Accelerated approval of drug on weak evidence is not the worst.
Naci, from the London School of Economics, commenting on his analysis showing evidence that drugs with FDA accelerated approval often have weak evidence, claimed: “research practices on these drugs rarely meet the information needs of patients, doctors, and other decision makers in healthcare systems,”.(1,2)
First, this is not news.(3,4) Moreover post-marketing studies are performed in only two-thirds of cases and when performed it is with a median delay of 4 years.(4)
One can understand that stakeholders could rely on hope, too much, and that finding a prudent middle ground to protect patient interests represents an immense tension for drug regulators.
Nevertheless accelerated approval is associated with unreasonable delays in market withdrawal, even in the case of drug-related deaths.(5) For lack of efficacy, the process is even slower: drotrecogin alfa was not withdrawn for 10 years after initial approval and bevacizumab was approved for metastatic breast cancer in February 2008 under the FDA accelerated program and the license was not revoked until November 2011.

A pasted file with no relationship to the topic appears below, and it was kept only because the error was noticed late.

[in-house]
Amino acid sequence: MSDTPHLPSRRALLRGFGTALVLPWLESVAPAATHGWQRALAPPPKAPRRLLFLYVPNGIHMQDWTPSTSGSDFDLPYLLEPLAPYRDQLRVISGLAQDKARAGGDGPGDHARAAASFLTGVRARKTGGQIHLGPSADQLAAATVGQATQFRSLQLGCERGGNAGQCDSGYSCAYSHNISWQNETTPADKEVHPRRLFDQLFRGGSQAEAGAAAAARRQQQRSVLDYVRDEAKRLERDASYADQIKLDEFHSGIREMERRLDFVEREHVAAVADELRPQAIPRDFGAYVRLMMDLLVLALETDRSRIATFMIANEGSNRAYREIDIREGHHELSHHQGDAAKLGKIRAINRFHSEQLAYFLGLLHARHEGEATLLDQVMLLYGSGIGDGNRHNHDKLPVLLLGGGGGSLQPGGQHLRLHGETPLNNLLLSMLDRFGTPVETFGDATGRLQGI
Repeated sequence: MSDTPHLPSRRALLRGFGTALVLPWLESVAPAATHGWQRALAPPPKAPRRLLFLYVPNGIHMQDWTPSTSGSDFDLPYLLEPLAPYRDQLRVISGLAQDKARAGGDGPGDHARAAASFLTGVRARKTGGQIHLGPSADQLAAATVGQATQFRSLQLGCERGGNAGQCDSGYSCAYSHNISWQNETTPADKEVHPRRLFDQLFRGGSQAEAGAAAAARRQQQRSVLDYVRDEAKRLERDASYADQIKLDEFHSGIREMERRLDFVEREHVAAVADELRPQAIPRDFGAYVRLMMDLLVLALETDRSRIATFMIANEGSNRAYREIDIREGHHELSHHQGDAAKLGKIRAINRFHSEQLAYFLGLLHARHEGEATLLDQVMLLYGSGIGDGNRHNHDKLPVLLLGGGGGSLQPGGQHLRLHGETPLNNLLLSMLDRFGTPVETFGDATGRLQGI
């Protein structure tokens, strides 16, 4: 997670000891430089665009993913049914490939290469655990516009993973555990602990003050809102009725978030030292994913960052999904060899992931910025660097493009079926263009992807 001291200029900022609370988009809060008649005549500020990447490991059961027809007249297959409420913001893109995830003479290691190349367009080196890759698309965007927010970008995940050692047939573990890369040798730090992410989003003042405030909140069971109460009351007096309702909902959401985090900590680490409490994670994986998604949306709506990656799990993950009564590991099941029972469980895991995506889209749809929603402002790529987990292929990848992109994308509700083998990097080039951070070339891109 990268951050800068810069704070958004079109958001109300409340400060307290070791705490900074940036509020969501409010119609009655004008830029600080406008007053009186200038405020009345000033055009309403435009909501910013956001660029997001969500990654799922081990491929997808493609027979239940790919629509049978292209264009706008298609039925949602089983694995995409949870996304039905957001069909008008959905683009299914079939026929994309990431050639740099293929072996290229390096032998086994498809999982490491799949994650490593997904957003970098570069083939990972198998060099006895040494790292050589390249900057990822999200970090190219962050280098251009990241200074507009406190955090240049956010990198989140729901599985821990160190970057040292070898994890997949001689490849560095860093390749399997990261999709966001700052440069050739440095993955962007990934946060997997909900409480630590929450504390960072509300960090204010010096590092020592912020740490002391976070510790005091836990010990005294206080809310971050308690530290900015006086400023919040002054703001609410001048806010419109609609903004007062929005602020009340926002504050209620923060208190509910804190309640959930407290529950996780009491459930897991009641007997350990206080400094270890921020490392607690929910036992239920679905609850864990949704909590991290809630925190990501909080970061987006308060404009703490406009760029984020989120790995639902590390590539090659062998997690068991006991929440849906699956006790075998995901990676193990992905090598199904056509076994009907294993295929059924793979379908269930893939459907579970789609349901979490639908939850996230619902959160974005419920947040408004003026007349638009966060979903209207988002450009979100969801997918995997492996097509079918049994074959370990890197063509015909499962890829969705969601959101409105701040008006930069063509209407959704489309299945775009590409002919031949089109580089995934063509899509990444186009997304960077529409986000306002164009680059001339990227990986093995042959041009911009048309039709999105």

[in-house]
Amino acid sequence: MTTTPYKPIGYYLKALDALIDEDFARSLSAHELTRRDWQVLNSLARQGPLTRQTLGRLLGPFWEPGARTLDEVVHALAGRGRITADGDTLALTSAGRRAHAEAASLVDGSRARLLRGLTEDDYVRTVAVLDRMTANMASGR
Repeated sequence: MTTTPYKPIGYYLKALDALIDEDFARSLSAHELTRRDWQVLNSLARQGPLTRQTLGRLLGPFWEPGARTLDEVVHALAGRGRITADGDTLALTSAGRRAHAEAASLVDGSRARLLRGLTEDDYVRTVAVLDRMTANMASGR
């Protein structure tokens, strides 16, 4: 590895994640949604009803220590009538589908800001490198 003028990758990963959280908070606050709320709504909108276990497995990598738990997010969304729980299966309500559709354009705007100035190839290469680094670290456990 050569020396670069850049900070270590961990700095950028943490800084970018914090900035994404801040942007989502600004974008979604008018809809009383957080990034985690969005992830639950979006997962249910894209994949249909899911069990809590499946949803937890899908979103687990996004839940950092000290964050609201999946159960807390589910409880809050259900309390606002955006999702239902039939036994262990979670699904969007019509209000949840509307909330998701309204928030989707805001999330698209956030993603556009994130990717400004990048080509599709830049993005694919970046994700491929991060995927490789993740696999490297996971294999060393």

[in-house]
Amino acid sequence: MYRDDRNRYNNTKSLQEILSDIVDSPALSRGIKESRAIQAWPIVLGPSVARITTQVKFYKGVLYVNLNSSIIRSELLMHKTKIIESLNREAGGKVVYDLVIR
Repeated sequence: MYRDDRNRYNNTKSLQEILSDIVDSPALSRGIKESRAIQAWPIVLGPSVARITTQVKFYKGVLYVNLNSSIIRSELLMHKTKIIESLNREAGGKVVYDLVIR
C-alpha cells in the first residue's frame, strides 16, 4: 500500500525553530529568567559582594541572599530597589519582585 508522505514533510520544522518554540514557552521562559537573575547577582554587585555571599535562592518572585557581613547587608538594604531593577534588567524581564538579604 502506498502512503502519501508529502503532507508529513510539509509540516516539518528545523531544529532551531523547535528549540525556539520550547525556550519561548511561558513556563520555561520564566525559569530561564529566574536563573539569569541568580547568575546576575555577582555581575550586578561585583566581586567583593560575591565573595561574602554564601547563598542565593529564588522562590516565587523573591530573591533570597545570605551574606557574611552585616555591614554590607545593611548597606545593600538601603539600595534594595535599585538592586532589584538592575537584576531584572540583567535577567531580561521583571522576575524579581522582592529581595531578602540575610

No one can understand how the system can have been so wrong for so long: FDA goes too fast for approval and too slow for withdrawal, the European Agency too.(6,7)
1 Dyer O. Drugs with FDA accelerated approval often have weak evidence, study finds. BMJ 2017;357:j2905.
2 Naci H, Wouters OJ, Gupta R, Ioannidis JPA. Timing and characteristics of cumulative evidence available on novel therapeutic agents receiving Food and Drug Administration accelerated approval. Milbank Q2017;357:261-90.
3 Kim C, Prasad V. Cancer drugs approved on the basis of a surrogate end point and subsequent overall survival: an analysis of 5 years of US Food and Drug Administration approvals. JAMA Intern Med 2015;175:1992-1994.
4 Johnson JR, Ning YM, Farrell A, Justice R, Keegan P, Pazdur R. Accelerated approval of oncology products: the food and drug administration experience. J Natl Cancer Inst 2011;103:636-644.
5 Braillon A, Menkes DB. Balancing accelerated approval for drugs with accelerated withdrawal. JAMA Intern Med 2016;176:566-7.
6 Davis C, Lexchin J, Jefferson T, Gøtzsche P, McKee M. "Adaptive pathways" to drug authorisation: adapting to industry? BMJ 2016;354:i4437.
7 Bolland MJ, Grey A. Ten years too long: strontium ranelate, cardiac events, and the European Medicines Agency. BMJ 2016;354:i5109.
Competing interests: No competing interests